The reason I'm leading off with the lead track, instead of talking about the album is very simple. Moving Pictures is about the music, not the silly bull assosciated with albums and Tom Sawyer makes that very clear. It's one of Rush's most over hyped songs, but because the song earned it, not because "they" made it that way.
Red Barchetta, the second song, is an ode to a car and the freedom it brings. The 6:06 song takes you on a trip through the coutry side and winding roads, with the wind in your hair. The music propels you like petrol in the tank of the car that the song is all about.
My favourite song on the album is YYZ, which is the code for Toronto's Pearson International Airport. Not a word is spoken in the drum driven beauty, with great bass lines weaving and riding through. Then there's Alex Lifeson's guitar work. It makes you go "Yeah!!! Yeah!!! Yeah!!! Don't stop. Don't you ever stop." It is the one Rush song I always crank.
Limelight is kind of your typical song about dealing with life as a celebrity, or as typical as Rush can do it. The music isn't overly crazy by the bands standards, but more complicated than most songs of it's type. Escpecially the lyrical content, but only thanks to Neil Peart's uncomprimising word usage. The man writes like everyone has a brain, something that is very rarely seen in other musical acts.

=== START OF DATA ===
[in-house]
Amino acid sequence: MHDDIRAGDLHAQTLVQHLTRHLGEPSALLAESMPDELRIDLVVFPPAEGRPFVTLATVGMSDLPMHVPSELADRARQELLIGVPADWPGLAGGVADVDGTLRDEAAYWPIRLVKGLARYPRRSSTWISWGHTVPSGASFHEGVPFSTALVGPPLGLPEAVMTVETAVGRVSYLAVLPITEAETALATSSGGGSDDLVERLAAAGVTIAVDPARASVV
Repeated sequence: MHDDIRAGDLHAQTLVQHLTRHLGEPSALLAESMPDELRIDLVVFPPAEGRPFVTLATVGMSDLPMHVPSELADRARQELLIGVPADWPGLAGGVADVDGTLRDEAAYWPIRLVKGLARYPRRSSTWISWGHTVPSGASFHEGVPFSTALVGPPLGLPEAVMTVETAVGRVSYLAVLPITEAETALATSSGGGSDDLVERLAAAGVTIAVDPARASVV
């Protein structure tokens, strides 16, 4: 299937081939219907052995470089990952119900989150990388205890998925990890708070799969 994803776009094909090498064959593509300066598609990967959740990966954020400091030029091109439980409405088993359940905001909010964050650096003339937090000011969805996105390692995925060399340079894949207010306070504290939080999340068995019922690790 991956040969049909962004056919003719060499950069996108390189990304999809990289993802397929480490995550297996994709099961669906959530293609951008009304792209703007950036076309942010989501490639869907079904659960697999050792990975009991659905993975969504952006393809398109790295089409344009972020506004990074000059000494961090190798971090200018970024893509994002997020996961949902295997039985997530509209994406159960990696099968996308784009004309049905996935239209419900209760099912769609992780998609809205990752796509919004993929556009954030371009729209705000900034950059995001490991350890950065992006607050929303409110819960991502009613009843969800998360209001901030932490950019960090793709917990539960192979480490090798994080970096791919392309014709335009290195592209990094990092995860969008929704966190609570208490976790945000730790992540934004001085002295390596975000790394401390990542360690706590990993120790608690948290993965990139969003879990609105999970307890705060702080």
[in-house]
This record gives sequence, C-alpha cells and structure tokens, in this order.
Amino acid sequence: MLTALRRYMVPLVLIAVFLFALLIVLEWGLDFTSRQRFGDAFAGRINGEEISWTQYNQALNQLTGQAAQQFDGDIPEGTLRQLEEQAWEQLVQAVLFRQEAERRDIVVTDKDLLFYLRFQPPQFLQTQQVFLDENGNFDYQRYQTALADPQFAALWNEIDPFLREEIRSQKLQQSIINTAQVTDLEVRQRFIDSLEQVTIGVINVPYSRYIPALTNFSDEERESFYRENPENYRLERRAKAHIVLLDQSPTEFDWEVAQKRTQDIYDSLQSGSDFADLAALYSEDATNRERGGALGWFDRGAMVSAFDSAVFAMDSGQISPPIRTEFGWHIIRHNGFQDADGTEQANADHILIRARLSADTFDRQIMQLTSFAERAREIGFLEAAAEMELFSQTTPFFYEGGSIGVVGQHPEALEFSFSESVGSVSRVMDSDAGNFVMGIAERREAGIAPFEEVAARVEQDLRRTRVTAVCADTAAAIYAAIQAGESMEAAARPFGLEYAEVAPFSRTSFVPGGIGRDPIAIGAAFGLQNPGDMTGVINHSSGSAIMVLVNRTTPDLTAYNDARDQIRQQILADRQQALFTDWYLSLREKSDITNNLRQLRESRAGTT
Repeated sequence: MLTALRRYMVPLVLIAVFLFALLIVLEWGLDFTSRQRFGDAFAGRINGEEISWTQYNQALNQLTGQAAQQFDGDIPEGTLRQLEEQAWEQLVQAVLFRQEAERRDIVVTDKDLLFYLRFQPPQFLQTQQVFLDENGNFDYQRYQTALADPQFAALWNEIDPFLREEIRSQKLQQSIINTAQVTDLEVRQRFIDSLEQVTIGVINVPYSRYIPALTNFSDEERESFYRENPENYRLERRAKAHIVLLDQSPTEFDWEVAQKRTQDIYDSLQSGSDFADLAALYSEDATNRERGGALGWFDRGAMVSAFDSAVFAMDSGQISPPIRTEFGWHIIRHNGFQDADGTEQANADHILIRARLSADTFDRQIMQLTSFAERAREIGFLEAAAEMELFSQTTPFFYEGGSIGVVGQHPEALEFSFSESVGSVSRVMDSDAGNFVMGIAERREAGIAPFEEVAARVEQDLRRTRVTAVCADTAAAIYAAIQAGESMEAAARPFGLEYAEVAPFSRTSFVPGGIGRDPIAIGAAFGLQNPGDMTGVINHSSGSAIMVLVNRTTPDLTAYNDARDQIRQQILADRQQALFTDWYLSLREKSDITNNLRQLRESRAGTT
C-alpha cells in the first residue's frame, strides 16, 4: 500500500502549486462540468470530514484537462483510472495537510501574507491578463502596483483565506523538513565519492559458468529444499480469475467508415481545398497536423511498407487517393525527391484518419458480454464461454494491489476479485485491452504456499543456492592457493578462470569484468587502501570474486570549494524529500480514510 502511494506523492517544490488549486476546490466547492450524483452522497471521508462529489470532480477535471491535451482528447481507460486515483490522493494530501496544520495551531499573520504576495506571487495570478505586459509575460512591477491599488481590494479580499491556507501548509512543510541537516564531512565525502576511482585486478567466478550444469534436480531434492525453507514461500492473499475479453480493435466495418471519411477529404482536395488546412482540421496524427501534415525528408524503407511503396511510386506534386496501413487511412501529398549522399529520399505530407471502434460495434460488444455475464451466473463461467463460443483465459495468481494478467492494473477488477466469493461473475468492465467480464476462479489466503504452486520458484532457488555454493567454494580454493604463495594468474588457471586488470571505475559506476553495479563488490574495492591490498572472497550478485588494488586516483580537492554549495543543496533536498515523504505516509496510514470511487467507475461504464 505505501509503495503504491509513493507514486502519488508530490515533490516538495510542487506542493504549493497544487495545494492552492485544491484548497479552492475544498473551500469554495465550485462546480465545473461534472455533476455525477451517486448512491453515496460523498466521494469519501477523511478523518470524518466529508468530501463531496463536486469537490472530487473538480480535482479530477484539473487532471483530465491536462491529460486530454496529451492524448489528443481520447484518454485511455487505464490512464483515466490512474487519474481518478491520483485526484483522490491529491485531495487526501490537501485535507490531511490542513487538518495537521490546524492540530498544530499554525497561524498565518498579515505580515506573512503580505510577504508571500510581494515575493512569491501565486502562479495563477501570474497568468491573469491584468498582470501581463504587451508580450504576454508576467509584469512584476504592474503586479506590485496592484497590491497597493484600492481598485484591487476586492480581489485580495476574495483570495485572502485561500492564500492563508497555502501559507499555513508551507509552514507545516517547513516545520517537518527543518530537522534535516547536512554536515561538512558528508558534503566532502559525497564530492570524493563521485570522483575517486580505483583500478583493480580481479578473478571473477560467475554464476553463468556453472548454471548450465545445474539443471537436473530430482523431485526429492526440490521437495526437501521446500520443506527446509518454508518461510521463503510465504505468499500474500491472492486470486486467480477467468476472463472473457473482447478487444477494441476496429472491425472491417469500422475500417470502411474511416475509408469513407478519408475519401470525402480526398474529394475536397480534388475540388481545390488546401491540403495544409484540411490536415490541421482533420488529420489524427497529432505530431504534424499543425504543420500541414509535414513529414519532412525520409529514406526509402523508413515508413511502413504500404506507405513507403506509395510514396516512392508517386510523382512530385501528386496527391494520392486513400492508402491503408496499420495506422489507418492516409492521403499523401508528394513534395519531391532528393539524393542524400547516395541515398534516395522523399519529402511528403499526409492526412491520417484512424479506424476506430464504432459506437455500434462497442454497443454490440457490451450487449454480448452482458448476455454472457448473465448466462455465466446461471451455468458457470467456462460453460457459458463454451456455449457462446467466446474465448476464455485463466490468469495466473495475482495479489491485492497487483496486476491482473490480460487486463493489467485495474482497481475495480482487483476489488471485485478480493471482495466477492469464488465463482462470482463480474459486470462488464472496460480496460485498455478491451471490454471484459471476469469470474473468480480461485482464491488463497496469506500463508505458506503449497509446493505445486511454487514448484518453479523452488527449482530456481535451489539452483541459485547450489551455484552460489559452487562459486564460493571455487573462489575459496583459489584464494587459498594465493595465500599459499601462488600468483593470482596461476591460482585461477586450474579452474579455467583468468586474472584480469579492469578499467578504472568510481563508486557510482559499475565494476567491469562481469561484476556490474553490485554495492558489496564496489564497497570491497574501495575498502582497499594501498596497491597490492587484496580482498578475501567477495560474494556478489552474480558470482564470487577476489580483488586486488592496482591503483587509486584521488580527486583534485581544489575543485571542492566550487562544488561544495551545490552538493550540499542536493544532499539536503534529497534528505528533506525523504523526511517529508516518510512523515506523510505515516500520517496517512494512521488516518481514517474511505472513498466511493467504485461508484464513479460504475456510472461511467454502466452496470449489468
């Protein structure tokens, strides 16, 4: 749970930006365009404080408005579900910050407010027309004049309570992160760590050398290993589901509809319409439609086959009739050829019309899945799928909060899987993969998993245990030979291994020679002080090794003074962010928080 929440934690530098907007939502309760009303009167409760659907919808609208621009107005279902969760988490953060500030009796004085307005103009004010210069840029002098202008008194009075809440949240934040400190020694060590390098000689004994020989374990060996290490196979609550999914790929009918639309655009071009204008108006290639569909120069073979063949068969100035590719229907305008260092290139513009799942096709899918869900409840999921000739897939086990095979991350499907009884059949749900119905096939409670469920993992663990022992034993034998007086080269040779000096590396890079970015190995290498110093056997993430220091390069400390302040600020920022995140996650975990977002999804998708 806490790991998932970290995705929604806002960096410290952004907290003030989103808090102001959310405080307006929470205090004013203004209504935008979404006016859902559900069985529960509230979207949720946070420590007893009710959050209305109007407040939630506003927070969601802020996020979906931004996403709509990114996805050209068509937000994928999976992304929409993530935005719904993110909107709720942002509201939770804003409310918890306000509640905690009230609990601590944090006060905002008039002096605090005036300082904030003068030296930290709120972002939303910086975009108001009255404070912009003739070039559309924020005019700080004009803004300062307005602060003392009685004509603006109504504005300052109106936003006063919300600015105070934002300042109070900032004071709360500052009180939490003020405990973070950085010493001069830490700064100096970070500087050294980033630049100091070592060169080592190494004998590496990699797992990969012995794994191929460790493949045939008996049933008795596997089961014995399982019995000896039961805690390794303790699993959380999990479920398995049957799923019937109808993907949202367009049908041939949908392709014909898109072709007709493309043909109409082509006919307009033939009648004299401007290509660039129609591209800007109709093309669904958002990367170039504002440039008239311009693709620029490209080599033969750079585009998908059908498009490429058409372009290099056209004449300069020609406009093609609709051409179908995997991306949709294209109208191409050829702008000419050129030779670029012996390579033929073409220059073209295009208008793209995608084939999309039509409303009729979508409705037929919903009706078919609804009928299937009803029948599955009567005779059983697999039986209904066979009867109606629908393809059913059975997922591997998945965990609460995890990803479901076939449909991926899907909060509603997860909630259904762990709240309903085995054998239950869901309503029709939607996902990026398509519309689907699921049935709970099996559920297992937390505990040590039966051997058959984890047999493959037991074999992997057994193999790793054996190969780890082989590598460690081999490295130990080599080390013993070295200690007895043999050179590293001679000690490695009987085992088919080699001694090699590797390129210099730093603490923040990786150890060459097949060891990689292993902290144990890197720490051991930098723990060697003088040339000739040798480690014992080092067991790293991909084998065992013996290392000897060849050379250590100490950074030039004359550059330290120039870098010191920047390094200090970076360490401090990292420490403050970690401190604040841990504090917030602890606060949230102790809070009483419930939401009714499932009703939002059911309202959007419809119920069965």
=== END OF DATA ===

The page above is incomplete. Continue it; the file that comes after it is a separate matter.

Those four tracks make the first half of the album. It's the commercial half that deserves the over play, if Rush can in anyway have a commercial side. The second half of the album is a little more Rush like from the older days with it's experimental explorations.
The Camera Eye comes in sounding like a slightly more synthesized version of songs from Caress of Steel or A Farewell To Kings. Long instrumentation, deep meaning, carefully crafted story, and a play time of 10:56.Is this a great song? Nope, it is not. However, it is worth flipping the original vinyl it came on, to side two.
Witch Hunt is a song that to this day I can't decide how much I like it. It's probably the most unique song on the album, and actually sounds decades ahead of it's time. Which is to say that it sounds like it could have been on Vapor Trails, Rush's 2002 release. It's so interesting that the synth abuse can easily be over looked.
Then there's the Vital Signs, to finish off the album. It's a good ending track with a raggae kind of feel and groove to it. It's very well layered and seasoned, like Rush, Pink Floyd, and only a few other Prog bands honestly understand how to do.
At this point Rush has made it pretty clear that synthesizer overuse and abuse is going to be around for a while. In fact this would continue until the end of the 1980's, which is why at my time of writing this review the only albums I have from the 80's, from this great Canadian Power Trio, is Moving Pictures and Exit Stage Left. I didn't pick up another album from them until Counterparts in 1993. I did however pick up live video from those periods, because those are more worth it.
My only real complaint about this album is the thin sounding production, but I'm not sure if that's from the time in which the album was released, or just the way it was produced. It's the only thing that really hurts the album for me.
8/10 - content
6/10 - production
7/10 - personal bias